Dynamics of Mixed Convective, Stably-Stratified Fluids and the Emergence of a Mean Flow

Thursday, May 25, 2017 - 11:00am
3110 Etcheverry Hall
Dr. Louis-Alexandre Couston

CNRS, France


Fluid envelopes of planets and stars support both oscillatory wave motions AND turbulent convective motions (i.e. at the same time), because the density-stratification is rarely purely stable or purely unstable (i.e. but rather a mix of the two). In this talk, with the help of direct numerical simulation results, I will show that the two dynamics are strongly coupled when the stratification strength of the stable layer is moderate or weak, and that they can feed on each other in ways that have not been previously discussed. The most remarkable result that I'll discuss concerns the emergence in the stably-stratified layer of a mean flow that changes direction over long time scales, a phenomenon reminiscent of the quasi-biennial oscillation in Earth's lower tropical stratosphere. I will demonstrate that the generation of the mean flow, which results from nonlinear wave interactions, is strongest when the convectively-generated internal waves are weakly damped at their intrinsic frequency, but strongly dissipated when Doppler-shifted because of the mean flow. A prediction for the effect of the problem parameters on the emergence of the mean flow will be presented.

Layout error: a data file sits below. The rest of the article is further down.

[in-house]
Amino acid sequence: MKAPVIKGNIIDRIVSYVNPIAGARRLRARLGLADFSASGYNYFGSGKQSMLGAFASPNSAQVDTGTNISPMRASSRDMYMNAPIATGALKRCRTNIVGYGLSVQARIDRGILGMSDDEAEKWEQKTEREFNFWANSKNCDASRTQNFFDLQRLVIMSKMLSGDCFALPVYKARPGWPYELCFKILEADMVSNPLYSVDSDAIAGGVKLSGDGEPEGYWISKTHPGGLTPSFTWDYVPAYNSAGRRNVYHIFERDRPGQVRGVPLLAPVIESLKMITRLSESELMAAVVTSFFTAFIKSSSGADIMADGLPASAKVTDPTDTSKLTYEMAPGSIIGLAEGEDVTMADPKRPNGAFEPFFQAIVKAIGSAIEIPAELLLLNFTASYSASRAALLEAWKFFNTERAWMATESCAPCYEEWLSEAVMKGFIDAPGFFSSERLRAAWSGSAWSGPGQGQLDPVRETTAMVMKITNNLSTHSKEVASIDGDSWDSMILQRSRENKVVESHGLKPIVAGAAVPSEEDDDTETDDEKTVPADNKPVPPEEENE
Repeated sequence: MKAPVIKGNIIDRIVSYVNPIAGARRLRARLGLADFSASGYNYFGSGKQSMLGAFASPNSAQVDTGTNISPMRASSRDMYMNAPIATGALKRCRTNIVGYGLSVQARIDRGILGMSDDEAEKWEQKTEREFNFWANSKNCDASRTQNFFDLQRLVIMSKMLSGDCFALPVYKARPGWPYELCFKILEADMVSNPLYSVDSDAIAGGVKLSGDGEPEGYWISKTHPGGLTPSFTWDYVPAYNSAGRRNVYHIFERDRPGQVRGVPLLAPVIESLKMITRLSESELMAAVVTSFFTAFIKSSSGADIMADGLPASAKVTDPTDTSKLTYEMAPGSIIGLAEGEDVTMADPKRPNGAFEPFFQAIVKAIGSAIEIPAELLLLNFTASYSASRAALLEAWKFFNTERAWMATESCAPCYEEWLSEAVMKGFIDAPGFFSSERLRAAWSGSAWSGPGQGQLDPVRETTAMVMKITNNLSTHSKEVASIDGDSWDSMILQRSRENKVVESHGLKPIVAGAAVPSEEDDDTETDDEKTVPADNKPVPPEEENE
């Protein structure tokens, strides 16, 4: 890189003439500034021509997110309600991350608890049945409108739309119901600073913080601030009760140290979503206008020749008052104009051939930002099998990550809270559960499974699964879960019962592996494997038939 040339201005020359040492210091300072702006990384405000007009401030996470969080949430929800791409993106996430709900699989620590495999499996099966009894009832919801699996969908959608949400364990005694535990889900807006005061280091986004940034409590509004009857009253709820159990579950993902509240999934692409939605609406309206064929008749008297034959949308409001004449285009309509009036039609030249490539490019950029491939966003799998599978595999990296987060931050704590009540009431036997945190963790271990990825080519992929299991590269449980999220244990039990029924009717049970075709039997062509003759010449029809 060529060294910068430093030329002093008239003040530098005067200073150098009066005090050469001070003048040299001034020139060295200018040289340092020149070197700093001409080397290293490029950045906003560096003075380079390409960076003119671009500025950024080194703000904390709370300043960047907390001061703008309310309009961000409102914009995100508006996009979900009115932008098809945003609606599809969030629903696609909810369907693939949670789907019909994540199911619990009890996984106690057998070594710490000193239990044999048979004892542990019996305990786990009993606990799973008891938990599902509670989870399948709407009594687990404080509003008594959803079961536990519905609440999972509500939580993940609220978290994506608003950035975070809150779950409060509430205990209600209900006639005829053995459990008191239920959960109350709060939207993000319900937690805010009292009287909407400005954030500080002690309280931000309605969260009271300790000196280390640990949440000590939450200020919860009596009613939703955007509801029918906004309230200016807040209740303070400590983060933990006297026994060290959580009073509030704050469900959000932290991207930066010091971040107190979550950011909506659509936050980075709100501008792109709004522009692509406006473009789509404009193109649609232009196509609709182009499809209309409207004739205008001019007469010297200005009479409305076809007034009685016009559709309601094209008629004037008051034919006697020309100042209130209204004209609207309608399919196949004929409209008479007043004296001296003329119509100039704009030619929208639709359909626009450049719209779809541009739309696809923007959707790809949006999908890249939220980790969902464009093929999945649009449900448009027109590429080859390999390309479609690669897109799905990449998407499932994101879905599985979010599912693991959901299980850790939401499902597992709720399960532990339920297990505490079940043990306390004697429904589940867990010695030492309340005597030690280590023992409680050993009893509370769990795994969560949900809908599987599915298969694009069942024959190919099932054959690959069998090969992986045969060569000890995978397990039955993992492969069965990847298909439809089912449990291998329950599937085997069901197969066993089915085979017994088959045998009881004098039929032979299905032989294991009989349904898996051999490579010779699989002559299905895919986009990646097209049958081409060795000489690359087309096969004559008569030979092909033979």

Dr. Louis-Alexandre Couston joined in the Summer of 2016 Michael Le Bars' team at the Institut de Recherche sur les Phenomenes Hors Equilibre (IRPHE) in Marseille, France, as a postdoctoral researcher for the project FLUDYCO funded by the European Research Council (FLUid DYnamics of planetary COres). From Fall 2011 to Spring 2016, Louis was a graduate student at UC Berkeley, California, USA, where he earned an MSc/PhD in Mechanical/Ocean Engineering under the supervision of Prof. M.-Reza Alam. He was a member of the Theoretical and Applied Fluid Dynamics Laboratory (TAFLab) at Berkeley.


Hosted by: Prof. Philip Marcus, 6121 Etcheverry Hall, (510) 642-5942, pmarcus@me.berkeley.edu & Prof. Reza Alam, 6111 Etcheverry Hall, (510) 643-2591, reza.alam@berkeley.edu